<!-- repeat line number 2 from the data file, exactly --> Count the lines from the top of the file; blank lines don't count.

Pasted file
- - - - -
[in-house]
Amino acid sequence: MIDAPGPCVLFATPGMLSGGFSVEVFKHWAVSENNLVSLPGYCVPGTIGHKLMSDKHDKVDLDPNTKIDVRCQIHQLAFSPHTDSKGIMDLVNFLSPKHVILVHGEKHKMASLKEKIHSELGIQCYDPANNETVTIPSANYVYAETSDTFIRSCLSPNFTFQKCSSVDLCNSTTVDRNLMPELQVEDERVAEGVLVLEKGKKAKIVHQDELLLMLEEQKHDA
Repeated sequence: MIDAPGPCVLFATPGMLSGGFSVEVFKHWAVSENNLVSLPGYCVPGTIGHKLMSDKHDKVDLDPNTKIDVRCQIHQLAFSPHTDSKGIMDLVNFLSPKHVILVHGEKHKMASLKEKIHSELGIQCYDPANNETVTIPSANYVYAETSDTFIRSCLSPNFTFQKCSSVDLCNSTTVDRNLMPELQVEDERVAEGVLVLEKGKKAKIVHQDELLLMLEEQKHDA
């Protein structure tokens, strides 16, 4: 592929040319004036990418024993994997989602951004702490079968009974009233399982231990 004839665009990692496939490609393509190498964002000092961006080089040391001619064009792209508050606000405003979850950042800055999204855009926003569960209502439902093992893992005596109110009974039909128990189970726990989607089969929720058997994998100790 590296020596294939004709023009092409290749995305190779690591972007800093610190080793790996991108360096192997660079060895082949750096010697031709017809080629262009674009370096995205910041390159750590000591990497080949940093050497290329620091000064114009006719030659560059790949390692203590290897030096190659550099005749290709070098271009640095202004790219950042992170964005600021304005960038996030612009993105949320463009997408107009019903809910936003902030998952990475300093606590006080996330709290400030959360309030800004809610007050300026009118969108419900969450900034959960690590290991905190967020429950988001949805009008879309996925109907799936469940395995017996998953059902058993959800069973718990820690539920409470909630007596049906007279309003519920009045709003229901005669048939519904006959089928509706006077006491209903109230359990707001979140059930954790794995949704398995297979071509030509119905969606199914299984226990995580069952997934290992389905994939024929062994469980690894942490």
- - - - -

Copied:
Amino acid sequence: MIDAPGPCVLFATPGMLSGGFSVEVFKHWAVSENNLVSLPGYCVPGTIGHKLMSDKHDKVDLDPNTKIDVRCQIHQLAFSPHTDSKGIMDLVNFLSPKHVILVHGEKHKMASLKEKIHSELGIQCYDPANNETVTIPSANYVYAETSDTFIRSCLSPNFTFQKCSSVDLCNSTTVDRNLMPELQVEDERVAEGVLVLEKGKKAKIVHQDELLLMLEEQKHDA